Grand Theft Auto V
The Money icon is essentially the same as it was in GTA IV, however, the dollar sign comes first in GTA V.
In Grand Theft Auto V, the money system has changed since Grand Theft Auto IV. Michael De Santa, Franklin Clinton, and Trevor Phillips all have different amounts in their bank accounts at the start of the game.
In this game, all money pickups take the form of stacks of $100 bills wrapped in a Fleeca bank strap, regardless of the actual amount picked up by the player. However, other denominations, such as $20 bills and $5 bills can be found as props, and loose $1 bills can be thrown to the strippers at the Vanilla Unicorn.
Earning money through missions becomes much more difficult, as many do not offer a reward. To compensate for this, there are numerous new ways to earn money in GTA V in addition to missions.
Street crimes such as performing store hold-ups will still award players with small amounts of money like before. Scuba diving - a new feature in the game - will allow players to explore underwater shipwrecks to find hidden treasure which can offer small payouts.
Mildly profitable sub-missions are increased to hijacking security vans, picking up hitchhikers, bounty hunting, etc. Heists are featured in this game. 'Mini heists' are used to teach the player about preparation. Players must purchase and secure vehicles, outfits, masks and the getaway vehicle. For the much larger heists in the game, players must hire the right crew, with less skilled members taking a lower cut or higher-skilled members taking a larger cut. There will be a huge payout to split between the crew after the heist is finished. However, not all heists will provide a large payout. While members with less skills generally receive less money at the end of each heist, there are some optional heist members that are higher-skilled but take less of the payout.
Another way to earn cash is through investing in the stock market. Upon completion of certain missions, investments on stock markets such as the Liberty City National Exchange or BAWSAQ can provide significant returns. However, players should exercise caution and invest money wisely, as unwise investments can lead to players losing significant amounts of money. The amount of money a player has does not impact on the storyline; for example, The Paleto Score takes place because Michael and Trevor need to purchase a helicopter for a raid on the Humane Labs and Research, with Michael claiming they are "broke", regardless of the protagonist's savings.
With these new and profound ways to generate a healthy profit, players will now have new ways to spend their hard-earned cash. Players can purchase businesses around Los Santos and Blaine County that will add extra revenue sources. Property purchase also provides some perks. For example, if Franklin Clinton purchases the Downtown Cab Co., he will receive all future taxi rides free of charge. Occasionally the player will be asked to defend the bar from enemies or deliver supplies (e.g. alcohol if the player owns a bar). Failure to comply may result in reduced takings for that week, reducing the player's profits.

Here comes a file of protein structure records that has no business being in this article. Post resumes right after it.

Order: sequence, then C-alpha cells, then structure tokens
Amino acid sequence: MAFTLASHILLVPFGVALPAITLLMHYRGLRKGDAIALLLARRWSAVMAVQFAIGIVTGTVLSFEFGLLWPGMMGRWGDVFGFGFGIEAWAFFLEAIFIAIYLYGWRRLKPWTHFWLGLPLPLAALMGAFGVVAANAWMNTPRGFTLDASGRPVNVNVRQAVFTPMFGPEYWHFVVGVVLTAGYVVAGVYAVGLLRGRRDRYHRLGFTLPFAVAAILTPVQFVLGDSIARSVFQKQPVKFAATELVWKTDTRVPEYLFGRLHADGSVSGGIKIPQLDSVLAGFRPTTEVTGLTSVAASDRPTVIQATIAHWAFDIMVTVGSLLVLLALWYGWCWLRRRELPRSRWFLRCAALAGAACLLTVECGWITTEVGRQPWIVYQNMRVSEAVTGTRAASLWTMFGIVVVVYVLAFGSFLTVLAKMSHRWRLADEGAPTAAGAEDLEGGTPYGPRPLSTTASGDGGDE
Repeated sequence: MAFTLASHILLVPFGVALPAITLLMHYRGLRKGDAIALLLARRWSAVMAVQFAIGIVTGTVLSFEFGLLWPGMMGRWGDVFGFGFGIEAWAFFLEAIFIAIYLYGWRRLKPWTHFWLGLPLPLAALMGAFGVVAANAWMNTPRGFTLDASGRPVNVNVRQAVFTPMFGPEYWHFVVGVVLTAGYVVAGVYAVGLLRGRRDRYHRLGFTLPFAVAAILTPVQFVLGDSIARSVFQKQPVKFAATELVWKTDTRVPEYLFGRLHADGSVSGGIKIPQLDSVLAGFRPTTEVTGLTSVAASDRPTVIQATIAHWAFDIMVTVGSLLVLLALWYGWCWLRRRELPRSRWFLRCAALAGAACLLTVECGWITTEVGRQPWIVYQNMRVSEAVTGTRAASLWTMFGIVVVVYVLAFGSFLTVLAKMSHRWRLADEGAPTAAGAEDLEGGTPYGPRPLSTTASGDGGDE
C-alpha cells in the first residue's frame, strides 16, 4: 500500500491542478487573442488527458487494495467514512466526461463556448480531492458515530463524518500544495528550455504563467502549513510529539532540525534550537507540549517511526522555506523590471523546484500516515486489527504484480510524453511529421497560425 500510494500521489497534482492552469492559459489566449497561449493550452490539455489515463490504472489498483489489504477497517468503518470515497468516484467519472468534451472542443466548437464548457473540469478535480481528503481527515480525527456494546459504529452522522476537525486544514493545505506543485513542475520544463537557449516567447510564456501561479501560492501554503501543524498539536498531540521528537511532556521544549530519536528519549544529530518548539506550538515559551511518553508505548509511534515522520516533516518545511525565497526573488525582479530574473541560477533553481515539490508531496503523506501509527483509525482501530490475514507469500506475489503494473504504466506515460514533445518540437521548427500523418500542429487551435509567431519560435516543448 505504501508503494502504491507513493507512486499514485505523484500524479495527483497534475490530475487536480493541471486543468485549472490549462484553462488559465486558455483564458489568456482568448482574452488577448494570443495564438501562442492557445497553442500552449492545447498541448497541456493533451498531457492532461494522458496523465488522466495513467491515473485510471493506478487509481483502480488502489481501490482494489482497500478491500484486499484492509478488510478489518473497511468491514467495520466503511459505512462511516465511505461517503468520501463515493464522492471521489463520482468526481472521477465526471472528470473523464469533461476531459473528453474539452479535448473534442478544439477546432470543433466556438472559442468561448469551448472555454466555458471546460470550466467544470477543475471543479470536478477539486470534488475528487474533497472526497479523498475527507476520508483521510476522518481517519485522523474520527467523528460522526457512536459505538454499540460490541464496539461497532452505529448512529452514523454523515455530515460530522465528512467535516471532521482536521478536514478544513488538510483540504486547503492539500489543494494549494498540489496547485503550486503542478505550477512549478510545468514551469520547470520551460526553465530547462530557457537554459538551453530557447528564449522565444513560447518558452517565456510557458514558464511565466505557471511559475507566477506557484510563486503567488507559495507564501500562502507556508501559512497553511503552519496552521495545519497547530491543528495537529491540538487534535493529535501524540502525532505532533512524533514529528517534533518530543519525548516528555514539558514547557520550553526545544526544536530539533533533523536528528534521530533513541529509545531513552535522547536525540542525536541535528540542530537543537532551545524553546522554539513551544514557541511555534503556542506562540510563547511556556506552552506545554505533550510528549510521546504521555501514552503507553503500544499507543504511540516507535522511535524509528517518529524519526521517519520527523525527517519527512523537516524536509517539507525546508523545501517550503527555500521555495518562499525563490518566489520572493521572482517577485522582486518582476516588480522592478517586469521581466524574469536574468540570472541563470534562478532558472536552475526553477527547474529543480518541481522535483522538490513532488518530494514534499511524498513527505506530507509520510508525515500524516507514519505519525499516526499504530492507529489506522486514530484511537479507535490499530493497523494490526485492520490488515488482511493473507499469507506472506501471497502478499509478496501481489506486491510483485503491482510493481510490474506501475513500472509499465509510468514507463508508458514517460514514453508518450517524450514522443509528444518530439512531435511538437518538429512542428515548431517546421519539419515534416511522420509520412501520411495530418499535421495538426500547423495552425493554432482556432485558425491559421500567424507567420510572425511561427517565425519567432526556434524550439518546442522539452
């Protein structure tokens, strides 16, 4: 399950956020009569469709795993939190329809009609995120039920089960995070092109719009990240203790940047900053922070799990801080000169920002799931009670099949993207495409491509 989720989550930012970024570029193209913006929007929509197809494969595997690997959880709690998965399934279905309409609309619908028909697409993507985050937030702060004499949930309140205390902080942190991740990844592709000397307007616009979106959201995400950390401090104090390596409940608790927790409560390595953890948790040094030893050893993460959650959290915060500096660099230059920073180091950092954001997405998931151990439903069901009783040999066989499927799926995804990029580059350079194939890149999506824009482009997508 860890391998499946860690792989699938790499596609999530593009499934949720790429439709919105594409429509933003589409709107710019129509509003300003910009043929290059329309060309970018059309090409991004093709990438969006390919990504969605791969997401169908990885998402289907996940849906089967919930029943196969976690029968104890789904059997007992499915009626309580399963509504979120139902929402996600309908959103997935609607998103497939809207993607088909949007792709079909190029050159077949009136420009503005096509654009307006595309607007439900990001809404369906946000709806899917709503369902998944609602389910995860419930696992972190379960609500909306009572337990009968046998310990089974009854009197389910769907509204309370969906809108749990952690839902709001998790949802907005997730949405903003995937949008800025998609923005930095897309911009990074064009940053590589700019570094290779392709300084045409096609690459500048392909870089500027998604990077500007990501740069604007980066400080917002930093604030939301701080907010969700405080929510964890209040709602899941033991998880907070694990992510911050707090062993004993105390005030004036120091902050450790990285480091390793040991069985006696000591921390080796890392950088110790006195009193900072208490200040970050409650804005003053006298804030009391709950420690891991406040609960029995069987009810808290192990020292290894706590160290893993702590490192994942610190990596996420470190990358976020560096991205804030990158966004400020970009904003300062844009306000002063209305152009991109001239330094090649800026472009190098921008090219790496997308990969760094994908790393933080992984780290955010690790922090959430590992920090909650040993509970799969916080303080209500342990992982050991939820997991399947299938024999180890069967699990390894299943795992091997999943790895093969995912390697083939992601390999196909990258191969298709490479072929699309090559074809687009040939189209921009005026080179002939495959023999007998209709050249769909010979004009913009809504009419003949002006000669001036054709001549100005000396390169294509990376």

Player customised options from San Andreas also make a return, which include a large variety of tattoos, haircuts and clothing. Players can also purchase vehicles and vehicle modifications like in San Andreas, but for the first time ever this includes aircraft and boats and consists of far more modification options available. Players may also purchase weapons and weapon modifications like scopes or weapon suppressors from Ammu-Nation.
$2,147,483,647 is the maximum amount of money possible for any online or offline character to own. The number 2,147,483,647 is the maximum positive value for a 32-bit signed binary integer in computing. It is therefore the maximum value for variables declared as integers in many programming languages, and the maximum possible score, money, etc. for many video games. However this only caps the amount of money a character can carry physically.
As of the release of GTA Online, money again plays a central role in online multiplayer. Unlike GTA IV, the system for player rank is based on Reputation Points. Money is used primarily for purchasing property, customization items, and weapons. Money in GTA Online uses a system of having two accounts, which is unprecedented in the series. Players carry with them their "held" cash, represented by a dark green money counter. This money serves for most small and/or illegal transactions. In Free Mode, if the player is killed while carrying $5,000 or more, a fraction of their held cash will be dropped for other players to pick up for a short time. The other account is a player's "banked" cash. After earning money from various missions and activities, players may bank their cash by either visiting an ATM or using the Maze Bank website on their phone/computer. Banked cash is used for a majority of transactions in the game, such as car customization, clothing, weapons, and more expensive illegal services. If all of a player's cash is banked, they will still lose a small amount of cash when they are killed in freemode, but not as much as with held cash, and none will be available to be stolen. Prior to the Heists Update no missions in GTA Online required the expenditure of large amounts of money, although the provider of a mission may occasionally suggest specific weapons or vehicles that would be useful. Heists now require setup fees on the part of the Heist Leader.
In regards to game support, Rockstar Games will refer to the in-game currency as 'GTA$' in order to clearly differentiate it from real money.
- Money counters